Seeded 12/21 finished just in time for Spooky Season.
The Morgue can be a Potent Place
By Tyler Lucas Mobley
The Keeper looks up from his desk at a flicker of lights.
“Spirits grifting the flux, even death can’t take them off the grid. I can’t complain, when I kick it rest assured I’ll be back to give my old lady a scare or two. When she falls down the stairs, it’ll be I who pushed her.”
Just as his gaze returns to the desk there’s a pull at the door. Giving it a suspicious eye he lifts his head to see if the residents are playing a prank on him, but senses no shift in the air. Dismissing the disturbance he returns his attention to the computer. No sooner does the door rattle in the lock, followed by a faint knock barely audible over the evening’s storm. Rising from his desk to see what lies on the other side, he opens the viewing box in the warped weathered beast of a door to find no cause for the racket. The Keeper closes the square but stops before latching it, cocking his head to the side at a faint something. The door rumbles again, the Keeper steps back pausing with a quizzical look layered with frustration, then from absolute stillness lashes a whooshing dismissive hand while the other unlocks the door and yanks it open. Pleased to find the vacant air before him, the door is half closed before he notices the figure in the frame.
“What in the Devil’s ball bag are you doing here? It’s past visiting hours, come back tomorrow.” The Keeper begins to close the door when the slight figure extended a hand and said, “Wait, I’m here for the rites.” The door halts its motion hanging open a few inches from the frame, the Keeper pauses to replay what he just heard before poking his head out from behind the door, “what did you say?” A bit of life returns to the figure in the doorway, “I want to know about the rites.” A contemptuous look contorts the Keeper’s face before saying, “well come in and let’s see if you’re worthy.”
The Keeper applies the latch and turns to get his first full look at his visitor. The boy couldn’t have been more than fifteen, his glasses fogged his coat a burdensome sponge, the pack on his back a fishbowl. “Take that coat off, I’ll find you something warm.” The boy heeds the suggestion placing his coat on a hook on the near wall. Relieved with his arrival he let his eyes wander around the morgue lobby finding cobwebs in the rafters, a fireplace lit but presenting no warmth, a dark portrait hanging in a tired frame, of who or what is not clear, a flickering chandelier overhead. The Keeper returns with a blanket, the boy wraps himself with it and feels an instant itch.
“Well let’s get the introductions out of the way, I’m the Keeper of this morgue, fifth generation, this here business predates this country’s manifest destiny. Now tell me what’s your business here with mine.”
“I’m Wattle Robinson, a tenth grader at Poconos High School, I want to learn about the rites.”
“Poconos? That’s at least a seven hour drive, you came all that way?”
“Yes, sir, that’s why I’m here so late.”
“Very well, since you’ve put in the effort of getting here I’ll tell you what I know about the rites. Years ago before my time they used to hold a celebration for the deceased. Usually at night, in fact a stormy night like this yields the best results, so I’ve heard. They would gather here to honor the dead. That’s about all I know, you can stay here till the morning then you must be on your way this isn’t an inn.”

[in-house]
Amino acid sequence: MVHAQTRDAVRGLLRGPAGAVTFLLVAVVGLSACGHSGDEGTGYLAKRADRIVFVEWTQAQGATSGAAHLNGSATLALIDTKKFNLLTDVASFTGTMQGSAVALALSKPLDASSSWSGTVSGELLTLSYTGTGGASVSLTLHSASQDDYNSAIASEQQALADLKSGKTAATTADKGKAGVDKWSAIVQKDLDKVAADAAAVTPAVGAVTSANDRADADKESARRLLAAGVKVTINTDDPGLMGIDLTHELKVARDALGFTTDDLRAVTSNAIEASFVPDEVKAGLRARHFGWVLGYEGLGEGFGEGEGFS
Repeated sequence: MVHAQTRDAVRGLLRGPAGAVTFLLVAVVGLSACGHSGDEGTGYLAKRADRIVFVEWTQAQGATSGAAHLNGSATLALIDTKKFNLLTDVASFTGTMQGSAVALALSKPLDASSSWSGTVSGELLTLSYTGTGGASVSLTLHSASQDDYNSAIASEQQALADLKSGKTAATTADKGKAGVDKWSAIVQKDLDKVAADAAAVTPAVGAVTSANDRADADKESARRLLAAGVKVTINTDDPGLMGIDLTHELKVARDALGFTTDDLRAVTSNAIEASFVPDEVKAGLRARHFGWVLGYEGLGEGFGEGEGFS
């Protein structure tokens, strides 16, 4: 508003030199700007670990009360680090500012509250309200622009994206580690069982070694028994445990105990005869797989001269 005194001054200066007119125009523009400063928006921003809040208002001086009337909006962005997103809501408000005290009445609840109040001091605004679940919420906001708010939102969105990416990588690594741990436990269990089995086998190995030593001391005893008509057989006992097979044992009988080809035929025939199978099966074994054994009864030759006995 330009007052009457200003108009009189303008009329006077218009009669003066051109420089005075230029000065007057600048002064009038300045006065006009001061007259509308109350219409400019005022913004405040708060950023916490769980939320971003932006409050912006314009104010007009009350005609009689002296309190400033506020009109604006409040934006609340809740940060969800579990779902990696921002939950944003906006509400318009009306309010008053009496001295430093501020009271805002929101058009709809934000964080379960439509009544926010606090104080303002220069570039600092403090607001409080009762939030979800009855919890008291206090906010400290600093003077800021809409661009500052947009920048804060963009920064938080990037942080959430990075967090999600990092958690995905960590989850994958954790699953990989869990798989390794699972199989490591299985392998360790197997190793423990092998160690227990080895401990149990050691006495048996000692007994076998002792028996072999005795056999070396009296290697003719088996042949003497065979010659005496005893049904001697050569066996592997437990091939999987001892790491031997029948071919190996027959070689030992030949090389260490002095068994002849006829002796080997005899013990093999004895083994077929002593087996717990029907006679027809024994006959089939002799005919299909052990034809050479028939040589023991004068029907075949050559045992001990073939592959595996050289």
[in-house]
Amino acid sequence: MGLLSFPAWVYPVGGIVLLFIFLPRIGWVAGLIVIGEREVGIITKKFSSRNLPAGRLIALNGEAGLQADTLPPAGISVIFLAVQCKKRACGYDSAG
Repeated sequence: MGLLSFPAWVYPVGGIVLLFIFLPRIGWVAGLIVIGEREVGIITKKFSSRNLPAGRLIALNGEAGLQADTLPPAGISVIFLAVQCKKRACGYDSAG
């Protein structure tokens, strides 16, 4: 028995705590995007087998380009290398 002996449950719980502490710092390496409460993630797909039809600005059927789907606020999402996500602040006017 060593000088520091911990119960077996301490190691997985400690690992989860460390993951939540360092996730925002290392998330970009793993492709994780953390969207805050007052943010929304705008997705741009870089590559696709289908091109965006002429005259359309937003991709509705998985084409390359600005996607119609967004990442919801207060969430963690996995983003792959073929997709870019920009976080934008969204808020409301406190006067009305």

“What about the communication between the living and the dead? The ceremony? Don’t you know about that stuff? I read once that they used to…”
“I don’t care what’ve you read, there have been more lies told of this place than there are days in a year.”
“But it says here,” Wattle reaches into his pack and withdraws a book with a colorful array of sticky notes populating it’s pages, “that once the ceremony was performed the veil between the living and the dead vanishes.”
The Keeper crossed his arms and let his head fall into a hand knowing it was going to be a long night. “Let me see that book.” Wattle hesitated for a moment before handing over his most prized possession.
“Careful,” said Wattle, “the plastic cover flakes off, and the spine is close to becoming unbound.”
The Keeper accepts it with care and mumbles under his breath, “aren’t we all.”
“What was that?” asked Wattle, extra sensitive to the reaction of what had most concerned his life.
“Ohh just saying what a fine book you have here.” The Keeper knew what Wattle had before he handed it over, every person who came to ask about the rites had a copy of, “Rites, Rituals, & Ceremony: Dialing the Dead by Cornish Duesberry, I bet it took some time to track down this gem?”
“Infact,” began Wattle.
The Keeper lifted a hand, “spare me. Did you know that this book doesn’t even cover half of what rites are about? Old Duesberry took off with his stories before the main course, so to speak.”
A shiver ran up the small of Wattle’s back, what did he mean by main course? For the first time since he set off on his quest, suspicion nudged out curiosity for center stage as the driving force of his endeavor, enough for him to consider if what he was doing was dangerous. “So you’re saying there is more to the rites than even Duesberry wrote?”
“Precisely,” a devilish smile consumed the Keeper’s face. “Would you like me to show you?”
Wattle hesitates as nerves surge through his body, the culmination of years of study and obsession led him to the precipice of the mystery that so long eluded him. “Yes, I’m ready.”
“Very well, follow me, let’s see who is in-house tonight.”
Wattle followed the Keeper down a dim hallway, appears to expand and contract with every step. Every time Wattle glanced passed the Keeper trying to gauge the length of the passage he saw no end in sight, as though their steps provided no progress. The Keeper stops at an undesignated door, and pulls from his pocket a ring of oversized keys. With the correct key in hand the Keeper guides it toward the door and pauses before turning to Wattle.